Mar 19, 2020COVID-19 impact on Colorado specialty crops industry viewed
The Colorado Fruit & Vegetable Growers Association (CFVGA) and its grower members are very concerned about the impact COVID-19 is having on Coloradans’ physical, economic and social health.
“We join authorities in urging Coloradans to comply with safety guidelines laid out by our state and to be considerate of others by doing what we can to keep ourselves and others safe from the virus,” said CFVGA President Robert Sakata, Sakata Farms, Brighton.
Sakata added that CFVGA is urging growers to continue to implement their high level of worker health measures when retailing their produce to reduce human transmission of COVID-19. He also notes that currently there is no evidence that food or food packaging is associated with transmission of COVID-19. “Fortunately, produce growers already implemented very high standards of safety as laid out in the Food Modernization Act, implemented several years ago. CFVGA and its partners over the past several years have focused on extensive grower training of these produce safety rules.”
“Consuming produce is one of the best things consumers can do to keep their immune systems strong,” said Cathy Schmelter, An Ounce of Nutrition, a registered dietitian nutritionist. “During this pandemic, it is crucial that we do everything we can to feel better and to boost our immunity. Consuming produce is an excellent way to accomplish both goals.”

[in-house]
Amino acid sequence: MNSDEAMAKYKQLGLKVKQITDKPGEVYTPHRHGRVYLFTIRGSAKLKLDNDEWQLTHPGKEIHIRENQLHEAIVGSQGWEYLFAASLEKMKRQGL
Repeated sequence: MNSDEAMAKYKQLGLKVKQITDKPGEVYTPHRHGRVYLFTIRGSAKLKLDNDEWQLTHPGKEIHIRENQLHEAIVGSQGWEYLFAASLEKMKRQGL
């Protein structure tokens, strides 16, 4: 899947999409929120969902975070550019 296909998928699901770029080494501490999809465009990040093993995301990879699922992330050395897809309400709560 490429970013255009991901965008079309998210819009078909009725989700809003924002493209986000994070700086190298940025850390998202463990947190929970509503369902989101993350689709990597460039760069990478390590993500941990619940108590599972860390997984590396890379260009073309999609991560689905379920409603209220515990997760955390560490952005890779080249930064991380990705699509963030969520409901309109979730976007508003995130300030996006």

CFVGA and the Colorado Produce Safety Collaborative will be hosting a free webinar for all farmers and ranchers to learn how to better communicate with their customers about produce and their operations during the pandemic. The presenter will be Diane Mulligan, M&C Communications, whose firm consulted with growers on communication during the 2011 Holly, Colo., listeria outbreak in cantaloupe. The hour-long, interactive webinar is Wed., March 25, beginning at 12:10pm. To register go to the front page of CFVGA’s website: https://coloradoproduce.org
According to Mulligan, the human tendency when faced with a crisis is to avoid communication when the opposite-communicating openly and fully-is much better for consumers and growers.
The CFVGA is comprised of roughly 250 members, including produce operations of all sizes and types of production throughout the state, as well as representatives of allied industries. The Colorado fruit and vegetable growing sector contributes nearly $485 million to Colorado at the farm gate and is multiplied as it goes through the distribution chain. Over 90,000 Colorado acres are in fruit and vegetable production.